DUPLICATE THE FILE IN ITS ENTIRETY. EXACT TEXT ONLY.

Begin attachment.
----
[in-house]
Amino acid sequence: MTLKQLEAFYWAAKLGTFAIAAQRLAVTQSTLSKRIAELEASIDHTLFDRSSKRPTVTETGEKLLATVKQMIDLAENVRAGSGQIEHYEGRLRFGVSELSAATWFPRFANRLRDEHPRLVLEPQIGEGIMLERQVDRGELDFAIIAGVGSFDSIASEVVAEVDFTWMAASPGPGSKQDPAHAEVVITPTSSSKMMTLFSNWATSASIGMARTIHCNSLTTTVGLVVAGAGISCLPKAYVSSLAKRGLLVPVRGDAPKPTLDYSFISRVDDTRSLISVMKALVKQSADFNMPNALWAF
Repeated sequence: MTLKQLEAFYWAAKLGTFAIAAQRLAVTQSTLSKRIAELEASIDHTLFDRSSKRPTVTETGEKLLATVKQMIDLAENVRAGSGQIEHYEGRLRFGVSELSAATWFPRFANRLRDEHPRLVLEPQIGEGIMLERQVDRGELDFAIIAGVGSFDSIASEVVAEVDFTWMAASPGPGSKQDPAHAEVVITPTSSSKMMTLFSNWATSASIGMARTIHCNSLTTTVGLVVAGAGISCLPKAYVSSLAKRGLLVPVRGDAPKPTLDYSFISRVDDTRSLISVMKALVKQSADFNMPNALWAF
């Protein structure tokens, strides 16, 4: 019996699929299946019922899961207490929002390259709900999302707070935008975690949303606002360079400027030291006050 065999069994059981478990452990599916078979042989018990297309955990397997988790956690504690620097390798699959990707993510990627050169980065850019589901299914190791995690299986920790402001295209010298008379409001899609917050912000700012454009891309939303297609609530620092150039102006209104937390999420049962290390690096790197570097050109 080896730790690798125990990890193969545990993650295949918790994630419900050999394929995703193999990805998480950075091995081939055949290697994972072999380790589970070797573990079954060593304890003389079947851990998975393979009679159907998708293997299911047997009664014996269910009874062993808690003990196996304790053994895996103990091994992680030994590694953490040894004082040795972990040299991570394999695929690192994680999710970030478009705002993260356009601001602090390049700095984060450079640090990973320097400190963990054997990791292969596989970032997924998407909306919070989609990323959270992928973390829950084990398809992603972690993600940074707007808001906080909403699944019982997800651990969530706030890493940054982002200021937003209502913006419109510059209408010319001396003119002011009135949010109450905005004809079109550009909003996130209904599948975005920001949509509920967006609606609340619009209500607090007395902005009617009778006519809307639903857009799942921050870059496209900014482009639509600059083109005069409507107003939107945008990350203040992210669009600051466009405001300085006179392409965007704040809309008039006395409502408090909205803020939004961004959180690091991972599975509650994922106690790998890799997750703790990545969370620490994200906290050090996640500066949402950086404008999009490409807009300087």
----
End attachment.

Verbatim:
[in-house]
Amino acid sequence: MTLKQLEAFYWAAKLGTFAIAAQRLAVTQSTLSKRIAELEASIDHTLFDRSSKRPTVTETGEKLLATVKQMIDLAENVRAGSGQIEHYEGRLRFGVSELSAATWFPRFANRLRDEHPRLVLEPQIGEGIMLERQVDRGELDFAIIAGVGSFDSIASEVVAEVDFTWMAASPGPGSKQDPAHAEVVITPTSSSKMMTLFSNWATSASIGMARTIHCNSLTTTVGLVVAGAGISCLPKAYVSSLAKRGLLVPVRGDAPKPTLDYSFISRVDDTRSLISVMKALVKQSADFNMPNALWAF
Repeated sequence: MTLKQLEAFYWAAKLGTFAIAAQRLAVTQSTLSKRIAELEASIDHTLFDRSSKRPTVTETGEKLLATVKQMIDLAENVRAGSGQIEHYEGRLRFGVSELSAATWFPRFANRLRDEHPRLVLEPQIGEGIMLERQVDRGELDFAIIAGVGSFDSIASEVVAEVDFTWMAASPGPGSKQDPAHAEVVITPTSSSKMMTLFSNWATSASIGMARTIHCNSLTTTVGLVVAGAGISCLPKAYVSSLAKRGLLVPVRGDAPKPTLDYSFISRVDDTRSLISVMKALVKQSADFNMPNALWAF
């Protein structure tokens, strides 16, 4: 019996699929299946019922899961207490929002390259709900999302707070935008975690949303606002360079400027030291006050 065999069994059981478990452990599916078979042989018990297309955990397997988790956690504690620097390798699959990707993510990627050169980065850019589901299914190791995690299986920790402001295209010298008379409001899609917050912000700012454009891309939303297609609530620092150039102006209104937390999420049962290390690096790197570097050109 080896730790690798125990990890193969545990993650295949918790994630419900050999394929995703193999990805998480950075091995081939055949290697994972072999380790589970070797573990079954060593304890003389079947851990998975393979009679159907998708293997299911047997009664014996269910009874062993808690003990196996304790053994895996103990091994992680030994590694953490040894004082040795972990040299991570394999695929690192994680999710970030478009705002993260356009601001602090390049700095984060450079640090990973320097400190963990054997990791292969596989970032997924998407909306919070989609990323959270992928973390829950084990398809992603972690993600940074707007808001906080909403699944019982997800651990969530706030890493940054982002200021937003209502913006419109510059209408010319001396003119002011009135949010109450905005004809079109550009909003996130209904599948975005920001949509509920967006609606609340619009209500607090007395902005009617009778006519809307639903857009799942921050870059496209900014482009639509600059083109005069409507107003939107945008990350203040992210669009600051466009405001300085006179392409965007704040809309008039006395409502408090909205803020939004961004959180690091991972599975509650994922106690790998890799997750703790990545969370620490994200906290050090996640500066949402950086404008999009490409807009300087």